Download A Commentary on Horace: Odes Book III (Book 3) by R. G. M. Nisbet PDF

By R. G. M. Nisbet

This remark takes severe account of modern writing at the Odes. It offers with designated questions of interpretation, and indicates how Horace mixed the tact of a court-poet with a humane individualism, and the way he wrote inside of a literary culture with out wasting a hugely own voice. notwithstanding the e-book isn't really meant for novices, the editors objective all through at clarity.

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Additional resources for A Commentary on Horace: Odes Book III (Book 3)

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Epist. 119. 7 ‘numquam parum est quod satis est’. As H’s countryman is assumed (not wholly realistically) to have quod satis est, he does not need to worry about survival. Ancient moralists of various schools preach on this text; cf. Epic. fr. 473 Usener ¼ V 68 Bailey ˇPäbí ƒŒÆíeí fiøffl Oºßªïí ôe ƒŒÆíüí, G. A. , Krenkel on Lucil. 205 ff. (¼ 203 ff. M). desidero, like the English ‘want’, can mean either ‘desire’ or ‘need’; here it has to mean the former. 25–6. neque / tumultuosum sollicitat mare: though H professes to be talking of the contented man, he goes on to give two vignettes of the opposite, as so often in the Satires.

Also Cic. Att. 4. 15. 5); H seems to have been influenced in particular by Virg. georg. 2. 469 f. ‘frigida tempe / mugitusque boum mollesque sub arbore somni’. The exotic word, here balancing zephyris, associates the Italian countryside with idealized Greek landscapes. 25. desiderantem quod satis est: cf. 3. 16. 44, serm. 1. 1. 62, epist. 1. 2. 46 ‘quod satis est cui contingit nil amplius optet’, Sen. epist. 119. 7 ‘numquam parum est quod satis est’. As H’s countryman is assumed (not wholly realistically) to have quod satis est, he does not need to worry about survival.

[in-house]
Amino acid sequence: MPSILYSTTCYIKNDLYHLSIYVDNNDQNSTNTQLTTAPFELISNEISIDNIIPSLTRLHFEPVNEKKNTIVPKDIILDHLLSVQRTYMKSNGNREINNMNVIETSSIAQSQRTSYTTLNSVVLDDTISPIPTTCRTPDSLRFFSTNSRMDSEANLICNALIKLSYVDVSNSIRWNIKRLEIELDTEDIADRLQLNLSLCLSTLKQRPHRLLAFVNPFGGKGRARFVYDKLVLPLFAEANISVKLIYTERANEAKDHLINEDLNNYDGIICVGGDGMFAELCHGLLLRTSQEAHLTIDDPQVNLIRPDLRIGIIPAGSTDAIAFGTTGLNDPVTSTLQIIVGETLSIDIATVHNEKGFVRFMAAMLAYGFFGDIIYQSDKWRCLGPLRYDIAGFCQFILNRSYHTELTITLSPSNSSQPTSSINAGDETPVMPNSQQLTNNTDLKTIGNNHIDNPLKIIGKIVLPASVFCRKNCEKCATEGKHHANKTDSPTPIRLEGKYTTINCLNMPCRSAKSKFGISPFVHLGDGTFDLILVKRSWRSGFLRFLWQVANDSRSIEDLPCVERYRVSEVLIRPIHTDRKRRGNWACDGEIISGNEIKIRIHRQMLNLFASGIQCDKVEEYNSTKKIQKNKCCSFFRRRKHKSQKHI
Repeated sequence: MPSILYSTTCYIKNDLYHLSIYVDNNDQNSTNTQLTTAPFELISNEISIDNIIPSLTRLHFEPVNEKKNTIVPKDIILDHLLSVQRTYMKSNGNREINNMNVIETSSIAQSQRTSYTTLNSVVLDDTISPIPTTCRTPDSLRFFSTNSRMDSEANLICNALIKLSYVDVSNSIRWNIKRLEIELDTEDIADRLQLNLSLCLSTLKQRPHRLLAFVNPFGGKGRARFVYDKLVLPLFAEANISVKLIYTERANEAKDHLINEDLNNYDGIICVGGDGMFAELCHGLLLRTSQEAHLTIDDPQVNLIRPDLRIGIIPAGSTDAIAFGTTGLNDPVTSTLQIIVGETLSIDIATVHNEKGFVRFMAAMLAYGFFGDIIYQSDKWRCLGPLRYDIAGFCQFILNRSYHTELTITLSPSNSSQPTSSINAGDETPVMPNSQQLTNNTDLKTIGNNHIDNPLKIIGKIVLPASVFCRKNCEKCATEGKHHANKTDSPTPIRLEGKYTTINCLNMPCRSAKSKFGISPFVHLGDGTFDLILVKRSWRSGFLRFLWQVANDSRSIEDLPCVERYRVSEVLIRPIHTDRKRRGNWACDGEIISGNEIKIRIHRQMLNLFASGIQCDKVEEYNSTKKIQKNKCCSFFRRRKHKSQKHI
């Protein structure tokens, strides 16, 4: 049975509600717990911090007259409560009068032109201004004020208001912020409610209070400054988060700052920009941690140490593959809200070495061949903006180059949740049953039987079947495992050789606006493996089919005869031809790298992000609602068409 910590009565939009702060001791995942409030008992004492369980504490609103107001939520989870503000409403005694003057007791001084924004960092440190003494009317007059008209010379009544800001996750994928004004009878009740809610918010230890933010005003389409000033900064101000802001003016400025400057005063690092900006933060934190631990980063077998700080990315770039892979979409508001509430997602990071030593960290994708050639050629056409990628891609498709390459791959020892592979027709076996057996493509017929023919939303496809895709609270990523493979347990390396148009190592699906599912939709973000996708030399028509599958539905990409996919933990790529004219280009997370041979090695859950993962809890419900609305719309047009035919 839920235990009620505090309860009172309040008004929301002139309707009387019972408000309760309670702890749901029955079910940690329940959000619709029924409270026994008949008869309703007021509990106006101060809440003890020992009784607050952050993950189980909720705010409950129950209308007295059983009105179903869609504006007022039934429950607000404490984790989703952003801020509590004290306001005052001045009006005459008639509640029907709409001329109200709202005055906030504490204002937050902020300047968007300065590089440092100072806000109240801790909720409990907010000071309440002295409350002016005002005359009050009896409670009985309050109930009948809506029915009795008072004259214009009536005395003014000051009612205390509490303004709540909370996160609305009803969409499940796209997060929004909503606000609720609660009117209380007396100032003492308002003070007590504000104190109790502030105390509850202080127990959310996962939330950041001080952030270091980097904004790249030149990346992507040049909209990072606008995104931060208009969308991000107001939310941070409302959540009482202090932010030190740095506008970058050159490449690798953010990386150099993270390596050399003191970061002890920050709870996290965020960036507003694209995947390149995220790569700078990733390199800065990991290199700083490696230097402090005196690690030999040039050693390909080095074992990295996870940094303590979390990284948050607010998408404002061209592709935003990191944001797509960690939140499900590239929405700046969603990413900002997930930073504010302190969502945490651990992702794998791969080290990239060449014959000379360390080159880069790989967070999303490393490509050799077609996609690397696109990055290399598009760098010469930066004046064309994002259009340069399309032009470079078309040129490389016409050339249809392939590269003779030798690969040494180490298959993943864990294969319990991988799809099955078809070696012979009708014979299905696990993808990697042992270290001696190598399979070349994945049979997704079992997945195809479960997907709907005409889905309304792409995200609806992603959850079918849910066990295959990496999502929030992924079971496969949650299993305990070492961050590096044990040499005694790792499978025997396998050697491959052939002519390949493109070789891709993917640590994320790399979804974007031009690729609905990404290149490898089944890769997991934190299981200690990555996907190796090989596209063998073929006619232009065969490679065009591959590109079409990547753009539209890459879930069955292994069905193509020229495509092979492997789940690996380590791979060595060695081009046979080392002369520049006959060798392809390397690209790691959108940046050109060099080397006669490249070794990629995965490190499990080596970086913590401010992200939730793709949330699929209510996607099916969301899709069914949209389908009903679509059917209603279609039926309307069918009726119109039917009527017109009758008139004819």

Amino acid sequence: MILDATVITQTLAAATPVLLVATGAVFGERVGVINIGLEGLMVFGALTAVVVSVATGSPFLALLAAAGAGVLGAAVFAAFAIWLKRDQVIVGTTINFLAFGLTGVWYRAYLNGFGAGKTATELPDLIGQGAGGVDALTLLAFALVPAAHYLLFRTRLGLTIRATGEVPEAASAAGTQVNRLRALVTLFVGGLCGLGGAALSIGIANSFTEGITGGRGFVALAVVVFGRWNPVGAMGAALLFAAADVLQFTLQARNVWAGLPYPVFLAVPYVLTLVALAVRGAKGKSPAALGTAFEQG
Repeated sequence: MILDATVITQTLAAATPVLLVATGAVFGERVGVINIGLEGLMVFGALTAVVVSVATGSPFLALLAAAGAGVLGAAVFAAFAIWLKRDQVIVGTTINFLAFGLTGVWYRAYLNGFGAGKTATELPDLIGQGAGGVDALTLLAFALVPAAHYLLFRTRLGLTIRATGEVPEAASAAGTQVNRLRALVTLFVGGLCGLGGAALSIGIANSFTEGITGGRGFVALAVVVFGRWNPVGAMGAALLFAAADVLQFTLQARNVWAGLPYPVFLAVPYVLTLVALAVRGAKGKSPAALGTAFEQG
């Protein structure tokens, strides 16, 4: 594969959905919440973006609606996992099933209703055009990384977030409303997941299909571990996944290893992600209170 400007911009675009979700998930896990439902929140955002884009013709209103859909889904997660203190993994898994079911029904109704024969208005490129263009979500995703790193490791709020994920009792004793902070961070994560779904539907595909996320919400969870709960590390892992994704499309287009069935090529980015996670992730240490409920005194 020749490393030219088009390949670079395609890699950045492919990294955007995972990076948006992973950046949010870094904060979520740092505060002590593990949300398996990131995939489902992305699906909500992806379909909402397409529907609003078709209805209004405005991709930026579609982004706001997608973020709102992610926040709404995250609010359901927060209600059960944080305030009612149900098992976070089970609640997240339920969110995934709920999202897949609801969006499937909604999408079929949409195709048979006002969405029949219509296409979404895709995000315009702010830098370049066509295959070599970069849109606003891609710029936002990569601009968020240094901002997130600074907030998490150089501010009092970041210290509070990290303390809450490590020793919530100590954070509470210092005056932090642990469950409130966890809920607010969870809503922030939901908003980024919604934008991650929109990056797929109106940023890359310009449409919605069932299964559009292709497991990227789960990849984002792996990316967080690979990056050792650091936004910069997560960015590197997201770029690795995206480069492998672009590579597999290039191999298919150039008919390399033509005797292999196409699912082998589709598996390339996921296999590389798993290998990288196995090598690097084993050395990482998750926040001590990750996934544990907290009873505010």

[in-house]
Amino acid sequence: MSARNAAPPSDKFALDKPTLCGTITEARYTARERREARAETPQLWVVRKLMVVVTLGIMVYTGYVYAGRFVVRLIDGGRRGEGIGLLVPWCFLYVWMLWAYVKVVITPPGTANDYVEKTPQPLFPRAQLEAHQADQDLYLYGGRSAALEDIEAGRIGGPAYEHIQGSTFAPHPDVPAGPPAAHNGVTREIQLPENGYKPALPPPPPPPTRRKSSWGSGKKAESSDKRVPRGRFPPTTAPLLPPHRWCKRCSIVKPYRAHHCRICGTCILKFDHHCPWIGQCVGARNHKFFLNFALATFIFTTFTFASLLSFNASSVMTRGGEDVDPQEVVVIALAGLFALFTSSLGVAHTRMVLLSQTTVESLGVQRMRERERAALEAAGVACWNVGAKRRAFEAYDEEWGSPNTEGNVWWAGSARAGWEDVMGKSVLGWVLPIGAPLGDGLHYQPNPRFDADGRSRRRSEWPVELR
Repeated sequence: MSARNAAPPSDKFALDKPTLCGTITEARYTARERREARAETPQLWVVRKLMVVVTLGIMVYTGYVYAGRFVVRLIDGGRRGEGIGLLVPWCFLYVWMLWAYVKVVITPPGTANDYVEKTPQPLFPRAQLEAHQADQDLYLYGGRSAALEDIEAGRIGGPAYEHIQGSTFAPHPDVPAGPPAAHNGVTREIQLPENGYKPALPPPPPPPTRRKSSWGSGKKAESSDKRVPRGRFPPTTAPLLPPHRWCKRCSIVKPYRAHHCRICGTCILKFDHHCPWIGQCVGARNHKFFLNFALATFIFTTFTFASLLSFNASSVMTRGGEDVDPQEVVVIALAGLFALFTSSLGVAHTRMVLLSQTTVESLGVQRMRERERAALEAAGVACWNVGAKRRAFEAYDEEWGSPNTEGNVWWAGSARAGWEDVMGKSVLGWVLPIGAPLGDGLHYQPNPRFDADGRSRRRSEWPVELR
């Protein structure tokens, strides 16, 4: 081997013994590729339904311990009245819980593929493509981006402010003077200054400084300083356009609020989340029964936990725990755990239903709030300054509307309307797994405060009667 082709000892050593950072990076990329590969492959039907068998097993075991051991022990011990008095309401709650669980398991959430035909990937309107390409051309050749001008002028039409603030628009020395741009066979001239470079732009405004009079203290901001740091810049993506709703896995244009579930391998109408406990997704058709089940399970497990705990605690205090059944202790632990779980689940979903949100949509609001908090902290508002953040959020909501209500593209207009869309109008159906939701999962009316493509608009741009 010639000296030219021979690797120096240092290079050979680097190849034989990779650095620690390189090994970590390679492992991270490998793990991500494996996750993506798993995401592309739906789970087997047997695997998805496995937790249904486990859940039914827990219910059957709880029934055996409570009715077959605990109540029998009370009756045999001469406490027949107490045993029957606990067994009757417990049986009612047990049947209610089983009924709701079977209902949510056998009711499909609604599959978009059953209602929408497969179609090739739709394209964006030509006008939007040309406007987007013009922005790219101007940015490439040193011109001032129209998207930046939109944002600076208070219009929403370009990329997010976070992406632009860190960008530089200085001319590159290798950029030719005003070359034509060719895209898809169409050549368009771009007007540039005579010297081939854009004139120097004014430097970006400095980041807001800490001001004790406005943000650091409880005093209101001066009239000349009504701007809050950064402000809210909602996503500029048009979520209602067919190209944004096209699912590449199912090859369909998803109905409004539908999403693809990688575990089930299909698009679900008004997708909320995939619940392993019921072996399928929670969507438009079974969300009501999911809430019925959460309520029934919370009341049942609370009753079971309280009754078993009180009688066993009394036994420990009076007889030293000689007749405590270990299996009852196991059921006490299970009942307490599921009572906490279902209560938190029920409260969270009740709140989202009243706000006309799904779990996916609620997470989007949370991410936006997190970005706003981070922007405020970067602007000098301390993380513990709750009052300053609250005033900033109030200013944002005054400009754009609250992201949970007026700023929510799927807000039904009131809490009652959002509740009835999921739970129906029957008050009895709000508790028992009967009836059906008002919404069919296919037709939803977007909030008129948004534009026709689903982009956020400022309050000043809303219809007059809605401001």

326b, Cic. Tusc. 5. 100, Athen. 518c, paroem. Gr. 1. 158, Otto 321. 1 . O D I P RO FA N V M V V L G V S 13 A luxurious banquet was the traditional setting for the story of Damocles (Cic. Tusc. 5. 62 ‘mensae conquisitissimis epulis exstruebantur’, Amm. Marc. 29. 2. 4, Euseb. praep. evang 8. 14. 29, Sidon. epist. 2. 13. 7); it is relevant that, as noted in the introduction, Augustus encouraged frugality. The grandiose dapes can be contrasted with ‘mundae . . pauperum / cenae’ (3. 29. ). elaborare is rare in the active (cf.

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